“And he took a child and set him in the midst of them, and when he had taken him in his arms, he said unto them, Verily, I say unto you [the manner is impressive
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and solemn: it is as though he would say, I want you to take this lesson to heart and ponder it well], Except ye be converted [i.e., unless ye turn away entirely from this self-seeking spirit of rivalry], and become as little children, ye shall not [even] enter into [much less be greatest in] the Kingdom of heaven. Whosoever, therefore, shall humble himself as this little child, the same is greatest in the Kingdom of heaven.” The special characteristics of a little child are simplicity of heart, meekness, truthfulness, freedom from ambition and rivalry, faith, confiding trust, love, obedience, teachableness, indifference to social distinctions and popular opinions, and guilelessness.
The maintenance of such a spirit after the dormant powers of childhood have expanded and brought the world, with all its attractions, allurements, ambitions, hopes, etc., within the mental grasp of the man, after the intellect has been quickened by the pulsations of life until he begins to realize that he is the peer of his fellows, and that he has
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advanced in the acquirement of knowledge and the development of skill and ability even beyond many other men, is indeed the evidence of that self-control and self-discipline which invariably bespeak a noble character.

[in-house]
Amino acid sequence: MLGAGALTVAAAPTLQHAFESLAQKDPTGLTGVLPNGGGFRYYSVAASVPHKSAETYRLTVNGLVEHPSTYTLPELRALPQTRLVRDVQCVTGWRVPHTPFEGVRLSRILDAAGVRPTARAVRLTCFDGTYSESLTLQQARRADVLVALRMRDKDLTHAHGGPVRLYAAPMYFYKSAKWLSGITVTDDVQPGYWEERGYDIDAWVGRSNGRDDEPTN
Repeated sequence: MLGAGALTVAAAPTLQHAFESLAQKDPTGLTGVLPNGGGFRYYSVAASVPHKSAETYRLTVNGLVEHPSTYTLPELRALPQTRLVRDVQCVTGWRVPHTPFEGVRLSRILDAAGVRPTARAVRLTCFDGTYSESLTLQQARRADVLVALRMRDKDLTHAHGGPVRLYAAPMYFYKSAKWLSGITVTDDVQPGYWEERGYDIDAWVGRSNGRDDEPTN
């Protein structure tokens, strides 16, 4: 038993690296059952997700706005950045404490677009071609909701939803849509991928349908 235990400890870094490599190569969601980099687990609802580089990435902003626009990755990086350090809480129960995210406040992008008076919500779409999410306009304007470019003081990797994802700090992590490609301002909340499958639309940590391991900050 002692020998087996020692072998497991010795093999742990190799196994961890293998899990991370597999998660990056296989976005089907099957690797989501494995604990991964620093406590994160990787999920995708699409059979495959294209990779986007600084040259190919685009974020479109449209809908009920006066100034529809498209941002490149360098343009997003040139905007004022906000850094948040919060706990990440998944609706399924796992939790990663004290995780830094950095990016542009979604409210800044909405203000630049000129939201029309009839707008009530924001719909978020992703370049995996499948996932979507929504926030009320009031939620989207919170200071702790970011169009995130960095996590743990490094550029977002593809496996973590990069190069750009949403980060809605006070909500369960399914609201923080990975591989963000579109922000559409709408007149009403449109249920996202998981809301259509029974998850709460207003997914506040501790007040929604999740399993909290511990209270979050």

The possession of such a spirit indicates (1) That the man is not overestimating himself. Though, in comparison with the ignorance of his childhood, he may have made considerable progress in the acquirement of knowledge and the development of his faculties, perhaps beyond the majority of his fellow men, he sensibly considers that he is still only on the shore of a boundless sea of truth, and that if he has outstripped the speed of some of his fellows it is only because of some superior advantages of birth or education of which his benevolent soul would gladly see all men partakers. He views himself as God sees him—as a very imperfect man, striving in much weakness to measure up to the standard of a perfect man, and realizing that his best efforts still leave him far short of the mark of perfection. And so he is humbled, in consideration of his failures, rather than puffed up, by comparing himself with those of still lower attainments.
(2) It indicates a tender consideration and love for other men which cannot vaunt itself or behave unseemly toward them. It regards inferior learning and lack of intellectual development with that gracious sympathy and helpfulness which seek rather to supplement what the illiterate have, and to conceal their lack or deformity, than to expose their ignorance; while it cheerfully recognizes moral and intellectual equals, and pays due deference to superior attainments. It has nothing to do with the false standards of excellence which the world sets up, but, measuring self by the divine standards, it lives apart from, and far above, the spirit of the world—above its strifes, ambitions, bickerings, envies and selfishness; and, in the language of Paul, it has learned that whatsoever things are true, whatsoever things are honest, whatsoever things are just, whatsoever things are pure, whatsoever things are lovely, whatsoever things are of good report, if there be any virtue, and if there be any praise, to think on these things (Phil. 4:8), and not to think of self too highly, but to think soberly.—Rom. 12:3.